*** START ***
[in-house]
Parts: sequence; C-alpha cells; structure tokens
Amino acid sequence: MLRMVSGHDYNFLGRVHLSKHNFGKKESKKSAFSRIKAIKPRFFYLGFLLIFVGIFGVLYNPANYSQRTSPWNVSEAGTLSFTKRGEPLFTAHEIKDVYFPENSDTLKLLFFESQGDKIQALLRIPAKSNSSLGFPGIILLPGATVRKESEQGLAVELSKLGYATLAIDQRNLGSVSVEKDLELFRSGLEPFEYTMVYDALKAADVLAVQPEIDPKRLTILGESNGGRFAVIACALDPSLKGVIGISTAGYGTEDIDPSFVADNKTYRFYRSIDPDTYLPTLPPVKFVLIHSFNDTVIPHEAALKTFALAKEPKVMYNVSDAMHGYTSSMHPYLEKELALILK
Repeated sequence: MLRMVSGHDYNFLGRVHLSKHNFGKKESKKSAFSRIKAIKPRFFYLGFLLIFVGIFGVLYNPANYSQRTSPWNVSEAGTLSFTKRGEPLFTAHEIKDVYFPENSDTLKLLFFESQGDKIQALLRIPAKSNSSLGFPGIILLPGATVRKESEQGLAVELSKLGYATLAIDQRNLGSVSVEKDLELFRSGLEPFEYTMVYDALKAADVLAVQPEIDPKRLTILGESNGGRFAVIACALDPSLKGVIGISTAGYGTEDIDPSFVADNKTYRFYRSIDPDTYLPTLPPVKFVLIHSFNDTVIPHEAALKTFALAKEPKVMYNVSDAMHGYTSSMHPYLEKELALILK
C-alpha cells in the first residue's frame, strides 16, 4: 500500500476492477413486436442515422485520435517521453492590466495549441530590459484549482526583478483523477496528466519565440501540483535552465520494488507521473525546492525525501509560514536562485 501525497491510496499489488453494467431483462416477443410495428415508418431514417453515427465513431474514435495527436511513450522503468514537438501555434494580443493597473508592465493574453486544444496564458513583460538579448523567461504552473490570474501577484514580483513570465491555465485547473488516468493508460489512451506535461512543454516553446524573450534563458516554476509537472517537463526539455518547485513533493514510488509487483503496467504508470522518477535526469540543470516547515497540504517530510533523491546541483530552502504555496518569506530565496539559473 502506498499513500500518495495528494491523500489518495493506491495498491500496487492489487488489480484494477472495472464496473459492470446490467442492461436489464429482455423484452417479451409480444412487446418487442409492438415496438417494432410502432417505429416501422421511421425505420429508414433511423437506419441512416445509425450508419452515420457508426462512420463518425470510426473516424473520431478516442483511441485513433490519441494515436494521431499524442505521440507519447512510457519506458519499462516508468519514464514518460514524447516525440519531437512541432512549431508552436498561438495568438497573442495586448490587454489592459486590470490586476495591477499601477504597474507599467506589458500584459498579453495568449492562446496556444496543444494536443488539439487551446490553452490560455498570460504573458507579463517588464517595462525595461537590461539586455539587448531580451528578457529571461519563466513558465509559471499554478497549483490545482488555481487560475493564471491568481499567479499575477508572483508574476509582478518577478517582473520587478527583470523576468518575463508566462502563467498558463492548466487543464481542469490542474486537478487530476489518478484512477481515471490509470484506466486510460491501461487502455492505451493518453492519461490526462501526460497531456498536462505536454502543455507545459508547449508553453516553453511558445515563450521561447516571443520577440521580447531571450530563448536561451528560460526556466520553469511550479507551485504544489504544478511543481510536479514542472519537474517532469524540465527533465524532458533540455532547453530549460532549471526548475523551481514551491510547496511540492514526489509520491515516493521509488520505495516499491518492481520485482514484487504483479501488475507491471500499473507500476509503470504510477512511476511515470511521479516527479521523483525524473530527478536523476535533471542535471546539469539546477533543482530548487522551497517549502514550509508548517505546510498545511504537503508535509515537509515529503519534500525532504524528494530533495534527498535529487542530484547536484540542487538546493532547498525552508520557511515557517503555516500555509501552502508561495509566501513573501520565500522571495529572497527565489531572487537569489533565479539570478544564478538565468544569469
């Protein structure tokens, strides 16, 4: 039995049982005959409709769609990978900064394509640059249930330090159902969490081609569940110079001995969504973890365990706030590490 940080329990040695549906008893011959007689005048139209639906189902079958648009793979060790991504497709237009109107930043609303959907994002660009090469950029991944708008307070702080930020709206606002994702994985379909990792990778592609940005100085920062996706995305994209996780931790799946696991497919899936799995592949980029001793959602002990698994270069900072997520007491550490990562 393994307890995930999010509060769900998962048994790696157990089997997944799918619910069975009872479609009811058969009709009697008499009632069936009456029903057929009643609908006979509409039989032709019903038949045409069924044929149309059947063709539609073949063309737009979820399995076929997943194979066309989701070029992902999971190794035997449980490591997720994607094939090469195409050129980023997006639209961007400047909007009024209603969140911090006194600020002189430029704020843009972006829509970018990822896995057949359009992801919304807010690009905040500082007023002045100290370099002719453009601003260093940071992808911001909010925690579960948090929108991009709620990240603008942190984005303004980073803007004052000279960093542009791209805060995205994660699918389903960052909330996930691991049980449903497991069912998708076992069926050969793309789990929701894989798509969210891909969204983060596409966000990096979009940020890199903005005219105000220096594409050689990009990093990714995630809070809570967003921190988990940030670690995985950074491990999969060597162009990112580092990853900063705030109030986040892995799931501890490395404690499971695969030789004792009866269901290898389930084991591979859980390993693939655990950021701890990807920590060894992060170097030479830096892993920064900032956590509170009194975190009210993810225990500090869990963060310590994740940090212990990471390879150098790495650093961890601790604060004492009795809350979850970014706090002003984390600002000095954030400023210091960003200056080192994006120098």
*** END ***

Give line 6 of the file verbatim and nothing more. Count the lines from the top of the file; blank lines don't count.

């Protein structure tokens, strides 16, 4: 039995049982005959409709769609990978900064394509640059249930330090159902969490081609569940110079001995969504973890365990706030590490 940080329990040695549906008893011959007689005048139209639906189902079958648009793979060790991504497709237009109107930043609303959907994002660009090469950029991944708008307070702080930020709206606002994702994985379909990792990778592609940005100085920062996706995305994209996780931790799946696991497919899936799995592949980029001793959602002990698994270069900072997520007491550490990562 393994307890995930999010509060769900998962048994790696157990089997997944799918619910069975009872479609009811058969009709009697008499009632069936009456029903057929009643609908006979509409039989032709019903038949045409069924044929149309059947063709539609073949063309737009979820399995076929997943194979066309989701070029992902999971190794035997449980490591997720994607094939090469195409050129980023997006639209961007400047909007009024209603969140911090006194600020002189430029704020843009972006829509970018990822896995057949359009992801919304807010690009905040500082007023002045100290370099002719453009601003260093940071992808911001909010925690579960948090929108991009709620990240603008942190984005303004980073803007004052000279960093542009791209805060995205994660699918389903960052909330996930691991049980449903497991069912998708076992069926050969793309789990929701894989798509969210891909969204983060596409966000990096979009940020890199903005005219105000220096594409050689990009990093990714995630809070809570967003921190988990940030670690995985950074491990999969060597162009990112580092990853900063705030109030986040892995799931501890490395404690499971695969030789004792009866269901290898389930084991591979859980390993693939655990950021701890990807920590060894992060170097030479830096892993920064900032956590509170009194975190009210993810225990500090869990963060310590994740940090212990990471390879150098790495650093961890601790604060004492009795809350979850970014706090002003984390600002000095954030400023210091960003200056080192994006120098």